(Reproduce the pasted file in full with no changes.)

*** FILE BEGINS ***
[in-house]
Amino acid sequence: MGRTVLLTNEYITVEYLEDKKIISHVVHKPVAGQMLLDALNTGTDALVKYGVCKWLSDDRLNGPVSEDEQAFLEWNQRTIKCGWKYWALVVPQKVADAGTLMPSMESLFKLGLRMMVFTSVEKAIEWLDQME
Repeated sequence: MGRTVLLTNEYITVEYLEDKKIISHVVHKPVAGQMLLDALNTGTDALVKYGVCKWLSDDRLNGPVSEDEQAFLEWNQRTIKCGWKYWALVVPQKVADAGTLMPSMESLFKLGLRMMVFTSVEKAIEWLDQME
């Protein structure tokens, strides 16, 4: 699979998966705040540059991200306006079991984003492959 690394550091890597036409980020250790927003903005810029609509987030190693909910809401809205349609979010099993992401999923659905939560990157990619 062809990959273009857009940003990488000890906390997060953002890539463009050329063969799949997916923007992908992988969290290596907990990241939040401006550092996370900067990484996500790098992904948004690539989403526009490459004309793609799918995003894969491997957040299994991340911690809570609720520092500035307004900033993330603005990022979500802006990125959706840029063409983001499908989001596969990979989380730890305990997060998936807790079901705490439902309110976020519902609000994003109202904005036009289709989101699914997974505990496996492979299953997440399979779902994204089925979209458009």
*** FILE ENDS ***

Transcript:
[in-house]
Amino acid sequence: MGRTVLLTNEYITVEYLEDKKIISHVVHKPVAGQMLLDALNTGTDALVKYGVCKWLSDDRLNGPVSEDEQAFLEWNQRTIKCGWKYWALVVPQKVADAGTLMPSMESLFKLGLRMMVFTSVEKAIEWLDQME
Repeated sequence: MGRTVLLTNEYITVEYLEDKKIISHVVHKPVAGQMLLDALNTGTDALVKYGVCKWLSDDRLNGPVSEDEQAFLEWNQRTIKCGWKYWALVVPQKVADAGTLMPSMESLFKLGLRMMVFTSVEKAIEWLDQME
């Protein structure tokens, strides 16, 4: 699979998966705040540059991200306006079991984003492959 690394550091890597036409980020250790927003903005810029609509987030190693909910809401809205349609979010099993992401999923659905939560990157990619 062809990959273009857009940003990488000890906390997060953002890539463009050329063969799949997916923007992908992988969290290596907990990241939040401006550092996370900067990484996500790098992904948004690539989403526009490459004309793609799918995003894969491997957040299994991340911690809570609720520092500035307004900033993330603005990022979500802006990125959706840029063409983001499908989001596969990979989380730890305990997060998936807790079901705490439902309110976020519902609000994003109202904005036009289709989101699914997974505990496996492979299953997440399979779902994204089925979209458009």